WASHINGTON (Reuters) – Democratic presidential contenders Beto O’Rourke and Cory Booker slammed U.S. President Donald Trump on Sunday for promoting unfounded conspiracy theories about the apparent suicide of disgraced financier Jeffrey Epstein in his New York jail cell.
Democratic presidential candidate Beto O’Rourke crosses the Paso del Norte International border bridge to attend the funeral services for one of the victims of last weekend’s mass shootings at a Walmart store, in El Paso, Texas, U.S., as seen from Ciudad Juarez, Mexico August 8, 2019. REUTERS/Jose Luis Gonzalez
After the death on Saturday of Epstein, a millionaire charged with sex trafficking who once counted Trump and former President Bill Clinton as friends, Trump retweeted a baseless claim from a conservative comedian that Clinton was involved in the death.
“This is another example of our president using this position of public trust to attack his political enemies with unfounded conspiracy theories,” O’Rourke, a former congressman from Texas, said on CNN’s State of the Union.
O’Rourke said Trump was trying to shift the public’s focus away from last weekend’s two deadly mass shootings in El Paso, Texas, and Dayton, Ohio, which have led to new calls for gun restrictions and criticism of Trump’s divisive anti-immigrant and racially charged rhetoric.
“He’s changing the conversation, and if we allow him to do that then we will never be able to focus on the true problems, of which he is a part,” O’Rourke said from his hometown of El Paso.
Booker, a U.S. senator from New Jersey, said Trump’s retweet was “just more recklessness.”
“He is giving life to not just conspiracy theories but really whipping people up into anger and worse against different people in this country,” he said on CNN.
The FBI and the Department of Justice’s Inspector General have opened investigations into the death of Epstein, who a source said had been taken off suicide watch. Last month, Epstein was found unconscious on the floor of his jail cell with marks on his neck, and officials were investigating that incident as a possible suicide or assault.
U.S. Attorney General William Barr said he was “appalled” to learn of the apparent suicide in federal custody. “Mr. Epstein’s death raises serious questions that must be answered,” Barr said in a statement on Saturday.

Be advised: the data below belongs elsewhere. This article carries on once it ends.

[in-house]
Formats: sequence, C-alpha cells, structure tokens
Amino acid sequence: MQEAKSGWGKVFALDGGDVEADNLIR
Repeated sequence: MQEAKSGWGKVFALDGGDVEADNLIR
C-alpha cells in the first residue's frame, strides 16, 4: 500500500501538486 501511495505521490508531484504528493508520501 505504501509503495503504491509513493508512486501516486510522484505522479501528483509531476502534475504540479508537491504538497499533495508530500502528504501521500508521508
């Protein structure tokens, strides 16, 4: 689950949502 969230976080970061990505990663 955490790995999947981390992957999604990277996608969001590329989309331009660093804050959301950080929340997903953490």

Alexandria Ocasio-Cortez, a Democratic congresswoman from New York City and a leading progressive voice, tweeted: “We need answers. Lots of them.”
White House senior adviser Kellyanne Conway said investigation of Epstein should continue despite his death.
“Jeffrey Epstein has done some very bad things over a number of years, so let’s continue to investigate that,” she said on Fox News Sunday. “I don’t think that somebody’s crimes and the accountability for that necessarily perish with them.”
More than a decade ago, Epstein pleaded guilty in Florida to state charges of solicitation of prostitution from a minor in a deal with prosecutors that has been widely criticized as too lenient.
Then in July, Epstein was indicted, federal prosecutors in New York accusing him of knowingly recruiting underage women to engage in sex acts with him, sometimes over a period of years while paying the women for each encounter. He pleaded not guilty.
O’Rourke and Booker are among two dozen candidates seeking the Democratic nomination to challenge Republican Trump for the White House in 2020. Nearly all of those Democrats have condemned Trump’s incendiary rhetoric for inflaming racial tensions and anger.
“We’ve seen people’s lives being threatened because this president whips up hatred. This is a very dangerous president that we have now,” Booker said.
Trump had retweeted on Saturday a message from conservative comedian and commentator Terrence K. Williams, who said in part that Epstein “had information on Bill Clinton & now he’s dead.”
Clinton spokesman Angel Urena blasted Trump for making the suggestion. “Ridiculous, and of course not true – and Donald Trump knows it. Has he triggered the 25th Amendment yet?” he said, referring to the procedures for replacing the president in event of removal or incapacitation.
Trump has a history of promoting conspiracy theories about political rivals. Even before he was a presidential candidate, Trump repeatedly questioned whether former President Barack Obama was born in the United States, even after Obama produced a birth certificate proving that he was.
During the Republican presidential nomination race in 2016, Trump spread an unfounded conspiracy theory linking the father of rival U.S. Senator Ted Cruz to the assassination of former President John Kennedy, a claim Cruz denounced as a lie.
Reporting by John Whitesides; Additional reporting by Andrea Shalal; Editing by Mary Milliken and Grant McCool